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Greenhouse Visit for a Snowy Day

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Last month I was so distressed by winter weather that I invited myself to visit the famous greenhouse of Chevy Chase author Ruth Kassinger – famous thanks to her popular book about it, Paradise Under Glass.  Ruth is a storyteller, not a typical garden writer, and the story this book tells is about how a greenhouse helped her cope with life.  As described on her website, she “was at an emotional crossroads. Confronted with the death of a beloved sister, her children’s departure for college, and her own recent battle with breast cancer, she was searching for a way forward. Then one cold, gray evening, she wandered into the U.S. Botanic Garden’s conservatory—and a dream was born.paradiseunderglass-150x150

“Dazzled by the vast and dense tangle of greenery, Kassinger decided to create a verdant sanctuary in her own home, even though the sum total of her previous indoor gardening experience was one neglected houseplant at the top of her basement stairs. In Paradise Under Glass, Ruth chronicles her journey from brown thumb to green, while sharing the knowledge and insights that creating and sustaining her fabulous garden has bestowed—lessons of loss and letting go, nurturing and rebirth, challenge and change, love and serenity.”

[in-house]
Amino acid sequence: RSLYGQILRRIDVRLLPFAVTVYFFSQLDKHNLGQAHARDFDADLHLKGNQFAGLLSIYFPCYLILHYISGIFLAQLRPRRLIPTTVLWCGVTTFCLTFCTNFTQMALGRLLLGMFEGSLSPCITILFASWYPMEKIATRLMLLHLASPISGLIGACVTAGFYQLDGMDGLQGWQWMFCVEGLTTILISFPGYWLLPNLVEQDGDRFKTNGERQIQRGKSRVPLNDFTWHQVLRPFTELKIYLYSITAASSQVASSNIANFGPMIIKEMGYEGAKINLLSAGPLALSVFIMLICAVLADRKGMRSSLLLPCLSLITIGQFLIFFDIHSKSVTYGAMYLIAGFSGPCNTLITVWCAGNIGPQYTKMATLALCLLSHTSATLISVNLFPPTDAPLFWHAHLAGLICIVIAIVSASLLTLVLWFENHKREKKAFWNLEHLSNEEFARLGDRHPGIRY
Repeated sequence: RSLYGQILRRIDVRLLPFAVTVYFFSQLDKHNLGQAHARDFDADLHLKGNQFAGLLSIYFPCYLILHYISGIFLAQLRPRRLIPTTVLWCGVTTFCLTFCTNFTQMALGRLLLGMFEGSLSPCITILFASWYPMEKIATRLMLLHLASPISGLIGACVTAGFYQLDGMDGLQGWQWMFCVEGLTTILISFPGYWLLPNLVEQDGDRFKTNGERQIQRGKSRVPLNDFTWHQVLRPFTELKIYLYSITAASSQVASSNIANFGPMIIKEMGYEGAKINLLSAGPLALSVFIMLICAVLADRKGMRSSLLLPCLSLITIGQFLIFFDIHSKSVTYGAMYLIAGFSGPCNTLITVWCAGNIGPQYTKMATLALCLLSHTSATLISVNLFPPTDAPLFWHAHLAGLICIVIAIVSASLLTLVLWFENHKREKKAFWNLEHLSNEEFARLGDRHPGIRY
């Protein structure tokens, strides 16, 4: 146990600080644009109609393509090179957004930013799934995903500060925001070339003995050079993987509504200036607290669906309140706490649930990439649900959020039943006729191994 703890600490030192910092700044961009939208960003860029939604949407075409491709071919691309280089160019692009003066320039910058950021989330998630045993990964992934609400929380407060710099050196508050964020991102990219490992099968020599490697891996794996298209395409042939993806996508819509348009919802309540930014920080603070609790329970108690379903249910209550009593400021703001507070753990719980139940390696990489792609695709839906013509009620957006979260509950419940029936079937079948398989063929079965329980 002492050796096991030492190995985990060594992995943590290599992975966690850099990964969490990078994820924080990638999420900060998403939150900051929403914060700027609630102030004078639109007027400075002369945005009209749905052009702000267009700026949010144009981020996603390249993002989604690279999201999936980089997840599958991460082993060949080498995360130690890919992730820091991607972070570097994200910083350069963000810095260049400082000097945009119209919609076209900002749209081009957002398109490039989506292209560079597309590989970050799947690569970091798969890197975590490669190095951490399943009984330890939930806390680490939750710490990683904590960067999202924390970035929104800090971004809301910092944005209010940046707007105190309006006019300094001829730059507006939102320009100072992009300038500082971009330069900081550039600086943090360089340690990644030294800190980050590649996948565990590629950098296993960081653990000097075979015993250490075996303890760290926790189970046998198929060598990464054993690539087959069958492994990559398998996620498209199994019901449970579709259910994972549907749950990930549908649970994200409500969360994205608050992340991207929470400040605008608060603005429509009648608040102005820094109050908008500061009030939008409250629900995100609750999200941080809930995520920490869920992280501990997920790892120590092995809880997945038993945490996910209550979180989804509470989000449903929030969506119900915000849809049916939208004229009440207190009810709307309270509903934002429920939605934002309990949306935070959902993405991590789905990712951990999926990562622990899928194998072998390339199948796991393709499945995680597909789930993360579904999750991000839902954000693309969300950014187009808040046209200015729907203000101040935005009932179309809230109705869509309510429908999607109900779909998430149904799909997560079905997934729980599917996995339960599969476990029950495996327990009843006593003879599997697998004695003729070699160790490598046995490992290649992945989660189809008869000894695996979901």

In inviting myself to Ruth’s home and greenhouse I got the chance to connect with plants in the dead of winter, but her greenhouse also inspired me to imagine ways I could have more plants inside my own home.  After all, her greenhouse isn’t in an ideal location – its skylights face north – so maybe with some supplemental lighting, I could grow Meyer lemons, too?

And it turns out that her version of a greenhouse is prettier and more homey than the usual type because it’s a large addition that flows naturally into the living room but can be closed off to retain moisture and the right temperature.  Here’s a quick video, and a couple more photos.

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Ruth sent me home with kumquats and Meyer lemons.  They’re so much tastier than the ones shipped up from Florida in winter.

Posted by Susan Harris.

Stephanie Fleming was raised at Behnke’s Nurseries in Beltsville. Her Mom, Sonja, was one of Albert & Rose Behnke’s four children. She was weeding from the moment she could walk and hiding as soon as she was old enough to run, so many weeds, so little time. Although she quickly learned how to pull out a perennial and get taken off of weed pulling duty.

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